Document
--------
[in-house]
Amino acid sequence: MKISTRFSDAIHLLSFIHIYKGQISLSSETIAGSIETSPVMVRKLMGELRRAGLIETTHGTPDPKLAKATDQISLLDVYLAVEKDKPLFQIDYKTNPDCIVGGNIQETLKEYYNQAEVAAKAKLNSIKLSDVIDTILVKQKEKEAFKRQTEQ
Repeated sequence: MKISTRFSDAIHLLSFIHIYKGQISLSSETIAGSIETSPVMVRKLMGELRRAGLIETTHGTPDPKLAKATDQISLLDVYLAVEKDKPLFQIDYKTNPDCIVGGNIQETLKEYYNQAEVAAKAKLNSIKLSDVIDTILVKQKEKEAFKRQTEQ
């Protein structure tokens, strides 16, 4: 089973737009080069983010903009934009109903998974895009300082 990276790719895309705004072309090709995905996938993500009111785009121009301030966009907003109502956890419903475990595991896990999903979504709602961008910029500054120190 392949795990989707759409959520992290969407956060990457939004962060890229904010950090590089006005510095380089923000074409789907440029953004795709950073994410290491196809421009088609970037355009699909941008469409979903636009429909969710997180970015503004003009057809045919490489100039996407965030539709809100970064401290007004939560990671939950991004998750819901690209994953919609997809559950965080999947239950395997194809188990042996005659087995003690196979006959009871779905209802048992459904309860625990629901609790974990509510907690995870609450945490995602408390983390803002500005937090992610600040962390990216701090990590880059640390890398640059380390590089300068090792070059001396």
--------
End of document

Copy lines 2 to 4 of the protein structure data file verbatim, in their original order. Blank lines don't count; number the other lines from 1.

Amino acid sequence: MKISTRFSDAIHLLSFIHIYKGQISLSSETIAGSIETSPVMVRKLMGELRRAGLIETTHGTPDPKLAKATDQISLLDVYLAVEKDKPLFQIDYKTNPDCIVGGNIQETLKEYYNQAEVAAKAKLNSIKLSDVIDTILVKQKEKEAFKRQTEQ
Repeated sequence: MKISTRFSDAIHLLSFIHIYKGQISLSSETIAGSIETSPVMVRKLMGELRRAGLIETTHGTPDPKLAKATDQISLLDVYLAVEKDKPLFQIDYKTNPDCIVGGNIQETLKEYYNQAEVAAKAKLNSIKLSDVIDTILVKQKEKEAFKRQTEQ
């Protein structure tokens, strides 16, 4: 089973737009080069983010903009934009109903998974895009300082 990276790719895309705004072309090709995905996938993500009111785009121009301030966009907003109502956890419903475990595991896990999903979504709602961008910029500054120190 392949795990989707759409959520992290969407956060990457939004962060890229904010950090590089006005510095380089923000074409789907440029953004795709950073994410290491196809421009088609970037355009699909941008469409979903636009429909969710997180970015503004003009057809045919490489100039996407965030539709809100970064401290007004939560990671939950991004998750819901690209994953919609997809559950965080999947239950395997194809188990042996005659087995003690196979006959009871779905209802048992459904309860625990629901609790974990509510907690995870609450945490995602408390983390803002500005937090992610600040962390990216701090990590880059640390890398640059380390590089300068090792070059001396």